My very first wedding cake. I never met the customers in person. They did all their ordering over email and it was set in place before guests arrived. It's just now occurring to me that the reason they picked out their wedding cake this way, without even having a tasting, could have been because they were afraid something like that would happen to them.

 

reginaherrin Posted 11 Dec 2013 , 12:45am
post #12 of 77

What everyone is saying is exactly why I am on the fence about this.  Yes I am totally against someone turning down someone because of certain aspects of their lifestyle but I just don't know if I believe you should be made to do something you are so against (whether it is right or not).  But I do get how doing erotic cakes being different then gay wedding cakes.  But in the long run, discrimination is discrimination and should never happen. 

reginaherrin Posted 11 Dec 2013 , 12:48am
post #13 of 77

Quote:

Originally Posted by howsweet 
 

From what I understand of his religion,  refusing to make the cake was actually against its teachings. In the Bible wasn't Jesus criticized for acts of kindness to the "wrong sort"?   This baker demoralized those customers unkindly and unnecessarily.  After all, we all know there are ways to lose a customer without insulting them or confronting them about their beliefs and ***ual  orientation.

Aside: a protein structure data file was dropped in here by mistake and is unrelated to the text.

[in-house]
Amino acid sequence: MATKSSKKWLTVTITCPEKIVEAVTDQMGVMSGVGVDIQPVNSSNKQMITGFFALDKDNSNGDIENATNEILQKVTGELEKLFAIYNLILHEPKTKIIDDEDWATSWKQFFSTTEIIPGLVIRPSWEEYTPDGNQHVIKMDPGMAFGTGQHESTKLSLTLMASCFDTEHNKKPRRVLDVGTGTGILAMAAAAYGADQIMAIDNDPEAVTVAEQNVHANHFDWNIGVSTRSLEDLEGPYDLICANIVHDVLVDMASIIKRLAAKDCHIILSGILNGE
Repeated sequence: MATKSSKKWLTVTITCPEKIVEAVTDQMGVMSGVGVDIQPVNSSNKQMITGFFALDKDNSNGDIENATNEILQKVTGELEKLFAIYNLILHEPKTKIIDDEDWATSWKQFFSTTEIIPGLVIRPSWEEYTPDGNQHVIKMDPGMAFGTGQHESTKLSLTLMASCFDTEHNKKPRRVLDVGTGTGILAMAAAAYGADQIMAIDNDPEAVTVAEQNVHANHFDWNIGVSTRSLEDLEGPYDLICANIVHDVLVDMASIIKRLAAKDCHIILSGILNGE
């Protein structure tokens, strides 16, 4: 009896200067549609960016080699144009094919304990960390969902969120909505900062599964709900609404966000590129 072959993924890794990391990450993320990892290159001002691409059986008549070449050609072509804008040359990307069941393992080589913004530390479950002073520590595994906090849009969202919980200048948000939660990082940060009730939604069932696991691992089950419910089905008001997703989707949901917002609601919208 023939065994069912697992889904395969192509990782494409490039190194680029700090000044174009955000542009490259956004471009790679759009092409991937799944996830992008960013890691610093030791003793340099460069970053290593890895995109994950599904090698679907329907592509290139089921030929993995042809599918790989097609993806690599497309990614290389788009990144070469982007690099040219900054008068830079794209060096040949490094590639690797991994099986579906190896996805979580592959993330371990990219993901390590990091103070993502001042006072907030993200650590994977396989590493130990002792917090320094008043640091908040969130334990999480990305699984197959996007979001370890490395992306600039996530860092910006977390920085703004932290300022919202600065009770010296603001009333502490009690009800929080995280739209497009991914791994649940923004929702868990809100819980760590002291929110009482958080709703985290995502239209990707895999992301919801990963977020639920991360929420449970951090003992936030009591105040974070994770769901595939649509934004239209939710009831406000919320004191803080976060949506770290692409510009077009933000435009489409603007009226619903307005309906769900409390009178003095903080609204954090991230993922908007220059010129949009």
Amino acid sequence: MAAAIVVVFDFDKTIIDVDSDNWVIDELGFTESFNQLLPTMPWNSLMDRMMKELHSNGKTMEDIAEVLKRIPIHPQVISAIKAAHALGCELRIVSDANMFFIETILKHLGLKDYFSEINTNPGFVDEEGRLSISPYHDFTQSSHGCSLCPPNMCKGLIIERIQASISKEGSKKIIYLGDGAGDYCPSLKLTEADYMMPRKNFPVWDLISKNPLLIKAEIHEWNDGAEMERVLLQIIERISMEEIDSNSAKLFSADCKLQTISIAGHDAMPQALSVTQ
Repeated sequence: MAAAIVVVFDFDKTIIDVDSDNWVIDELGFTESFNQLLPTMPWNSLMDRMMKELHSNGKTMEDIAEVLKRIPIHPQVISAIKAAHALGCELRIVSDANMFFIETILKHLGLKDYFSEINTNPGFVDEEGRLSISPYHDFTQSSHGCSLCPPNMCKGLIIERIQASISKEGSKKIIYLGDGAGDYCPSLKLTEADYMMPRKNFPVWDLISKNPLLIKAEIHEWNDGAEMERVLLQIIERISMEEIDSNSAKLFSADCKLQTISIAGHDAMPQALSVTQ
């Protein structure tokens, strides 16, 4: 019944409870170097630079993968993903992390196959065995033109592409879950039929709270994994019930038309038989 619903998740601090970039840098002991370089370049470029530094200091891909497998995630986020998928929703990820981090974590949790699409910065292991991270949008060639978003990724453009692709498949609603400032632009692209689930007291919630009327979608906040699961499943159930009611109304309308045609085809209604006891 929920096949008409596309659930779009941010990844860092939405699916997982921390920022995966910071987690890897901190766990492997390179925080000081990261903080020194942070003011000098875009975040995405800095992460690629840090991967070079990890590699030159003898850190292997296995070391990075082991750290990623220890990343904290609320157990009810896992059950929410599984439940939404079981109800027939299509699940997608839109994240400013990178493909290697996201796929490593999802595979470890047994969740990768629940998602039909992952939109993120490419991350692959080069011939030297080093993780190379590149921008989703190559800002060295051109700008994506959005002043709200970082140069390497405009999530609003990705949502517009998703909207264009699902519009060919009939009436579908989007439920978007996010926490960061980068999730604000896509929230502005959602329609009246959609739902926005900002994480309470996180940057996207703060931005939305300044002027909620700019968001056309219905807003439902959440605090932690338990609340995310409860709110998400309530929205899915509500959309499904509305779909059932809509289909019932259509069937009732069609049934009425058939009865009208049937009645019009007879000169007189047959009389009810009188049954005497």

And what about other cakes that would conflict with his beliefs. Does he refuse to do Bar Mitvahs or Buddhist weddings? To me, it sounded like a smug, holier than thou act of hate. Whatever it was, it sure wasn't an act of love.


Howsweet, great reply and makes so much sense.  Very good point.

BatterUpCake Posted 11 Dec 2013 , 12:57am
post #14 of 77

Quote:

Originally Posted by howsweet 
 

My very first wedding cake. I never met the customers in person. They did all their ordering over email and it was set in place before guests arrived. It's just now occurring to me that the reason they picked out their wedding cake this way, without even having a tasting, could have been because they were afraid something like that would happen to them.

 

I have seen this cake of yours before but I never associated the rainbow theme with "gayness" I just always thought it was a bright choice for a wedding. The roses ae spectacular, BTW

howsweet Posted 11 Dec 2013 , 1:13am
post #15 of 77

Thanks!  I'm still mortified about the piping. There's sort of something wrong with me - I can't do consistent piping. Or anything that requires consistency like that - handwriting, knitting crocheting.

BatterUpCake Posted 11 Dec 2013 , 1:17am
post #16 of 77

I hate piping...can't wait to get to that term in school. Maybe they can make me like it!

MBalaska Posted 11 Dec 2013 , 1:44am
post #17 of 77

[Lucretius De Rerum Natura iv. 637] quod ali cibus est aliis fuat acre venenum, what is food to one person may be bitter poison to others.
 

howsweet Posted 11 Dec 2013 , 1:49am
post #18 of 77
Quote:
Originally Posted by MBalaska 
 

[Lucretius De Rerum Natura iv. 637] quod ali cibus est aliis fuat acre venenum, what is food to one person may be bitter poison to others.
 


Not sure what your point is, but if it's bitter poison for a person to do the right thing, then that's the way the cookie crumbles. (See, I can quote famous sayings, too  :D haha)

 

Edit: Ohhh, you're referring to the rest of that poem?

Annabakescakes Posted 11 Dec 2013 , 2:58am
post #19 of 77
Quote:
Originally Posted by jason_kraft 
 
Quote:
Originally Posted by Annabakescakes 

I am considering not doing sports cakes because I hate them the whole time I am doing them, I wonder if anyone has a problem with that?